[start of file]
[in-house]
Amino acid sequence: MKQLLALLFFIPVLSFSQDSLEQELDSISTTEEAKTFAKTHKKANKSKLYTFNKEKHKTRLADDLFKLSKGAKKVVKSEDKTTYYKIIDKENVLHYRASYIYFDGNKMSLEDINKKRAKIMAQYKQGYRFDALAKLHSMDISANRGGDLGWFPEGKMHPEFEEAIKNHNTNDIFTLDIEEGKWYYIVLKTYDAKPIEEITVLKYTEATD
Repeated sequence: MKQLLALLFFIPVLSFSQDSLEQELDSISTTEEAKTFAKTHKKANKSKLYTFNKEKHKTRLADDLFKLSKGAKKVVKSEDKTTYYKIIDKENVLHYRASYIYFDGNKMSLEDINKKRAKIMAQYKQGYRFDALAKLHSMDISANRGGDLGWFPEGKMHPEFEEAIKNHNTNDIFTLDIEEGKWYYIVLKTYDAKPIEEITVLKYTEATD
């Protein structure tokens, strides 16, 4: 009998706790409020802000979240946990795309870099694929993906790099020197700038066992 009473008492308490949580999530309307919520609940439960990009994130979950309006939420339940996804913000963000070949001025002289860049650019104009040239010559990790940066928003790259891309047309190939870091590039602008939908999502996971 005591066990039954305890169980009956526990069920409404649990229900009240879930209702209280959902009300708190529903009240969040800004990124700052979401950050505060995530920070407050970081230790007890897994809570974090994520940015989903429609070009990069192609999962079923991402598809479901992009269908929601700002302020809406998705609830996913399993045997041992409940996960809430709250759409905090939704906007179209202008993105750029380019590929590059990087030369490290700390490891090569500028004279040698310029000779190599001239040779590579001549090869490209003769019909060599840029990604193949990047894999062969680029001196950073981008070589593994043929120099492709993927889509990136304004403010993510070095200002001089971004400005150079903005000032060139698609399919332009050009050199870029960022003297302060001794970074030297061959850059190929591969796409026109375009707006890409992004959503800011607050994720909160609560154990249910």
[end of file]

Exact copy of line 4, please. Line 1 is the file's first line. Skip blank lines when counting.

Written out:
């Protein structure tokens, strides 16, 4: 009998706790409020802000979240946990795309870099694929993906790099020197700038066992 009473008492308490949580999530309307919520609940439960990009994130979950309006939420339940996804913000963000070949001025002289860049650019104009040239010559990790940066928003790259891309047309190939870091590039602008939908999502996971 005591066990039954305890169980009956526990069920409404649990229900009240879930209702209280959902009300708190529903009240969040800004990124700052979401950050505060995530920070407050970081230790007890897994809570974090994520940015989903429609070009990069192609999962079923991402598809479901992009269908929601700002302020809406998705609830996913399993045997041992409940996960809430709250759409905090939704906007179209202008993105750029380019590929590059990087030369490290700390490891090569500028004279040698310029000779190599001239040779590579001549090869490209003769019909060599840029990604193949990047894999062969680029001196950073981008070589593994043929120099492709993927889509990136304004403010993510070095200002001089971004400005150079903005000032060139698609399919332009050009050199870029960022003297302060001794970074030297061959850059190929591969796409026109375009707006890409992004959503800011607050994720909160609560154990249910």